DUNDEE COURIER: Production of a Great Daily Newspaper

Sitting at rows of large machines with keyboards, men type the letters which are seen dropping down channels into the correct places to form the ‘mould’ from which the newspaper is printed. (clip - full length available onsite)

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Places:

  • Dundee
  • Glasgow

Subjects:

  • Food and drink
  • Home life
  • Housing and living conditions
  • Media, communication and the creative industries

Genres:

  • Sponsored

Decade:

  • 1910s

Related films

Please read Understanding catalogue records for help interpreting this information and Using footage for more information about accessing this film.

Overall rating:

Title: DUNDEE COURIER: Production of a Great Daily Newspaper

Reference number: 1604

Date: 1911

Sponsor: D.C.Thomson & Co. Ltd.

Production company: Gaumont

Sound: silent

Original format: 35mm

Colour: bw

Fiction: non-fiction

Running time: 18.50 mins

Description: Commissioned to celebrate the Dundee Courier's 50 years as a daily newspaper, the film illustrates the various newspaper activities from reporting, editing, setting the linotype to the final printing.

Premiered at the New Electric Theatre, Nethergate, 6th March, 1911.

See additional information file and press cuttings:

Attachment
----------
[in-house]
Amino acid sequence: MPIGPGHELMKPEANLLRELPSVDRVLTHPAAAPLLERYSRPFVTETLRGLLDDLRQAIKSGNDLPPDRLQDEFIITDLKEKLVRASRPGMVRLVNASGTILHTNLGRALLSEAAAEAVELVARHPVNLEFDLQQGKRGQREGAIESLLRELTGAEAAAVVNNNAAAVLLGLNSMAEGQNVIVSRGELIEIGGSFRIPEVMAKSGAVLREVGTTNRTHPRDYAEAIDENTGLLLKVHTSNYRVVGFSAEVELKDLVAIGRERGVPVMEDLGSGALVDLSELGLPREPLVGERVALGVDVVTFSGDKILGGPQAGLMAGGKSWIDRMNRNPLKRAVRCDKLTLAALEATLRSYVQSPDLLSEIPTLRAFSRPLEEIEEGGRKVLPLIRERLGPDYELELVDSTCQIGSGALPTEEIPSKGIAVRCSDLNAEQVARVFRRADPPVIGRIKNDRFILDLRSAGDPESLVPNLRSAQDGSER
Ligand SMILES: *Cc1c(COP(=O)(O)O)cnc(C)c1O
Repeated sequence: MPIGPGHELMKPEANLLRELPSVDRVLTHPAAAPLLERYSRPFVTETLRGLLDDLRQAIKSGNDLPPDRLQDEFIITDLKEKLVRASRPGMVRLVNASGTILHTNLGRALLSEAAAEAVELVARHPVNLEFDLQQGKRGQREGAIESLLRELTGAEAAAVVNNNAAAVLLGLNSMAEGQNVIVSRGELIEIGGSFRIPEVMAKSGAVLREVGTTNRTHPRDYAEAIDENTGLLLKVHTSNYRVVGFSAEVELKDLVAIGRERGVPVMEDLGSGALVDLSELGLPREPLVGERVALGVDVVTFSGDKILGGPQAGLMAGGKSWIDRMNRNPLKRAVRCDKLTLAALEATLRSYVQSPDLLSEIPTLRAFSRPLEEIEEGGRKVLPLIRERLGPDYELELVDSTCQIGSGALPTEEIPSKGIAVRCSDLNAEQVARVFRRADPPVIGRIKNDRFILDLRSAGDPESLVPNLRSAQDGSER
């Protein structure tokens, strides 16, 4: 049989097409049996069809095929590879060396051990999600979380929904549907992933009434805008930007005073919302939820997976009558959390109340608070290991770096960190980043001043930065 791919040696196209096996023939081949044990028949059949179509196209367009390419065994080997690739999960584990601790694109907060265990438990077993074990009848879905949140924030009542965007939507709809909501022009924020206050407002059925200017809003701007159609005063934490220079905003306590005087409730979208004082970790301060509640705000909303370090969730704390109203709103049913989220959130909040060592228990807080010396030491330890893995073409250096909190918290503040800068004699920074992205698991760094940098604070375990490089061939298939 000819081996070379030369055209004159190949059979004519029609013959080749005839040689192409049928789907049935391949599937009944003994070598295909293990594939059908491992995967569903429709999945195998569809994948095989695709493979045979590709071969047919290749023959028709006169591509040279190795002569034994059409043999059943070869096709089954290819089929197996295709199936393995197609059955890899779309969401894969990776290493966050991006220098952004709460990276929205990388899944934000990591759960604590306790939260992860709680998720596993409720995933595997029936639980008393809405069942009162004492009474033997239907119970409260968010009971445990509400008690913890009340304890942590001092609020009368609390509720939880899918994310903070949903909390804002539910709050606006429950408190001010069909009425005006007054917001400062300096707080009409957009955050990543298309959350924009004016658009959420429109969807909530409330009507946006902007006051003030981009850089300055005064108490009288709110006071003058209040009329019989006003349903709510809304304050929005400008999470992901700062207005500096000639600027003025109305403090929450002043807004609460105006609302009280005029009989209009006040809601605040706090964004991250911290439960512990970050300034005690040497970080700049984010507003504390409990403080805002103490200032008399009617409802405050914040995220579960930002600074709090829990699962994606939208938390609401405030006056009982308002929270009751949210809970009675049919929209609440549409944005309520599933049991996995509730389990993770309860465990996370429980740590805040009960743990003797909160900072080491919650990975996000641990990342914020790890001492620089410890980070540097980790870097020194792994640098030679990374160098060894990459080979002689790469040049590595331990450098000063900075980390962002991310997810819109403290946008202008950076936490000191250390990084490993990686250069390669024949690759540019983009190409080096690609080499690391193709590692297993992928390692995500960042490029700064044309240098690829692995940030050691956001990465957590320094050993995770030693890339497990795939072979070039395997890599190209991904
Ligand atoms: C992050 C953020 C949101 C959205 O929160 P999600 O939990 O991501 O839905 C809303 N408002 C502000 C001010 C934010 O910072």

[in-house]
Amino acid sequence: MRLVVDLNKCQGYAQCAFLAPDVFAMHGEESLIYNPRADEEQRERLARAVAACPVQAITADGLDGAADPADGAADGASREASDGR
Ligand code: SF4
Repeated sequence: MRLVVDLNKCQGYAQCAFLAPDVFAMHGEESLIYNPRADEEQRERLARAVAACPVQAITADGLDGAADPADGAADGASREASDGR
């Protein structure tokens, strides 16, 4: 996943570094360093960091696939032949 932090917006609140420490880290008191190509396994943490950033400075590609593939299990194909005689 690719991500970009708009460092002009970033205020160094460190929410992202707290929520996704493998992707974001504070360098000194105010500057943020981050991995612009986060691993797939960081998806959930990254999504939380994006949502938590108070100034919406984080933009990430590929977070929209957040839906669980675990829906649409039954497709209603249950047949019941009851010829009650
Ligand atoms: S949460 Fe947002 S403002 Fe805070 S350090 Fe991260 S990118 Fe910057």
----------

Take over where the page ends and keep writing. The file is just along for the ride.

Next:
Shotlist: Title. The production of a great daily newspaper (.07) A tour through the offices of the "Dundee Courier", "Weekly News", and kindred publications (.12) Through Dundee to the "Courier" offices (.16) general street scenes of Dundee city centre including High Street, shots of horse-drawn carts and trams, etc. the Clydesdale Bank under construction, Murraygate, Wellgate, Panmure Street (1.22) ext. shot of the "Courier" building (1.28) Editorial entrance general views of the entrance and shots as Mr D.C. Thomson himself arrives at the wheel of his motor car (1.45) ext. shot of the "Courier" building and close-up of an electric street lamp on wall, the first of its kind installed in the city (2.08) Reporters at the football ground (2.11) general views in the press box and of the football match between Dundee and Raith Rovers at Dens Park, Dundee (2.58) The sub-editors receiving news. (3.01) gvs in the sub-editors' office (3.31) Mr. Mitchell the editor of the "Courier" (President of the Institute of Journalists) discusses a point with the advertising manager (3.37) Shot of same (3.56) How your want ad is handled. Note the adverts being sent by pneumatic tube from the counter to the typesetting room, five floors above (4.05) gvs in the sales office of the advertising department (4.35) Section of the business office (4.39) gvs in a large office (4.44) Comps at supper, 10.30pm (4.46) gvs of men at large table and shot of two men making tea (5.16) Half an hour later (5.18) shots of men at the table (5.27) The case room overser receiving and distributing copy to be set up in type (5.31) shots of same (5.43) The linotype installed (5.45) gvs of typesetters at work (6.01) The linotype. This machine revolutionised typesetting, and is capable of setting up to 250 letters per minute, ie. 300 lines per hour. As the operator touches the keys, the letters fall from their places in the magazine and are carried along bars to the mould (6.08) c/u of a type-setter at work (6.15) There is a pot of molten metal behind the mould and as the letters are held in position, a plunger forces a narrow stream of metal to take the impression of the letters and the linotype is then delivered complete (6.22) Shot of same (6.29) Locking up the last page and dispatching to the stereotyping room (6.33) Shot of same and close-up of typeset of the front page, 21st May, 1911 (7.15) In the stereotyping room, a sheet of soft wet cardboard called the flong is placed on a page of type and an impression is taken by means of beating and mangling the flong. Then dried in the steam press. Shots of same (8.12) The flong is now placed in a circular moulding box and molten lead is pumped in. The metal whilst setting takes the impression from the flong. Shots same. (8.50) Cutting and trimming the plates. gvs men putting plates into a cutting machine and close-up of machine working (9.20)The plates being despatched by lift, all ready for the printing room, shots of same (9.32) Receiving the plate in the press room. Shot same (9.41) Putting the last plate on the press and starting up, one of the presses producing the "Courier" cut, folded and counted at the rate of 800 per minute i.e. 48,000 per hour. Shot of same and close-up of the press (10.29) The Dundee battery of presses, produces "The Courier", "The Evening Telegraph" and "Post" and several editions of the "Weekly News". gvs of presses (10.49) In our Glasgow works another battery of presses is fully employed printing the other editions of "The Weekly News", "The Red Letter", "The Weekly Welcome" and "The Red Rose Magazine". general shots of men working at presses (11.26) The "Courier" being delivered at 48,000 copies per hour. Close-up of man sorting papers from press (12.03) Paper arriving, each roll 3 miles long. Shots of horse-drawn carts arriving with rolls of paper (12.44) close-up of men unloading paper (12.49) More paper wanted. Close-up of men unloading paper (12.49) More paper wanted. Close-up of men loading paper into the presses (13.29) A corner of the despatching room. gvs of men wrapping bundles of newspapers (14.17) Country parcels off to the station. gvs of men and boys loading papers into enclosed horse-drawn carts (14.35) The horses and carts pass through Dundee streets (1.451) Street-sellers waiting for supplies. gvs of boys and girls (15.19) "Xtra speshul" Shots of the boys and girls running past the camera with their bundles of newspapers (16.14) "Courier" train on the Tay Bridge. Shot of same and c/u of the train (16.53) Enjoyed by everyone. gvs of people reading the "Courier", including shot of a small boy smoking (17.20)